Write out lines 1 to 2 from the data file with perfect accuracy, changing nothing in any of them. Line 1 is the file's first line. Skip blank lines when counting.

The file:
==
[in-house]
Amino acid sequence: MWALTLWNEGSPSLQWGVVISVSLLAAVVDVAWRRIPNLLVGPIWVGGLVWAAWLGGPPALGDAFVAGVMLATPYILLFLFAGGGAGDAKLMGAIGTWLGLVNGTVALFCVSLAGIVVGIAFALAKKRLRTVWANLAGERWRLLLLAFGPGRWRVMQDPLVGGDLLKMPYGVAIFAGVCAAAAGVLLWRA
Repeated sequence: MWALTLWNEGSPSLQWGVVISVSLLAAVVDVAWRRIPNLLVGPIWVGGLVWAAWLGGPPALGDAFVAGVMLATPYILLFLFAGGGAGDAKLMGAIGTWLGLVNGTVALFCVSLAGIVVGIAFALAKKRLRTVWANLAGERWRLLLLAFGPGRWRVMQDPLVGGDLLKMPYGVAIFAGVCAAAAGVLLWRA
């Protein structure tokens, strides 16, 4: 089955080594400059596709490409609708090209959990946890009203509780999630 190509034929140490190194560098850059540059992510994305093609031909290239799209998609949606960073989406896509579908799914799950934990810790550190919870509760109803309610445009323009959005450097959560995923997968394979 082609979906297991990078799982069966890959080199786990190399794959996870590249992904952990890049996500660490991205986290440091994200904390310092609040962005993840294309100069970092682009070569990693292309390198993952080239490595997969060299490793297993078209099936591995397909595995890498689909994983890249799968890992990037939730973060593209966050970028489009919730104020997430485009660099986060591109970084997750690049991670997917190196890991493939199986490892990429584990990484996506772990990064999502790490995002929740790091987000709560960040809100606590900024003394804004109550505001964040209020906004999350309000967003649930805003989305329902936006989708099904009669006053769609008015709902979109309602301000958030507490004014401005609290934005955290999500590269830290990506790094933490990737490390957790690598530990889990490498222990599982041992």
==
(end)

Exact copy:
[in-house]
Amino acid sequence: MWALTLWNEGSPSLQWGVVISVSLLAAVVDVAWRRIPNLLVGPIWVGGLVWAAWLGGPPALGDAFVAGVMLATPYILLFLFAGGGAGDAKLMGAIGTWLGLVNGTVALFCVSLAGIVVGIAFALAKKRLRTVWANLAGERWRLLLLAFGPGRWRVMQDPLVGGDLLKMPYGVAIFAGVCAAAAGVLLWRA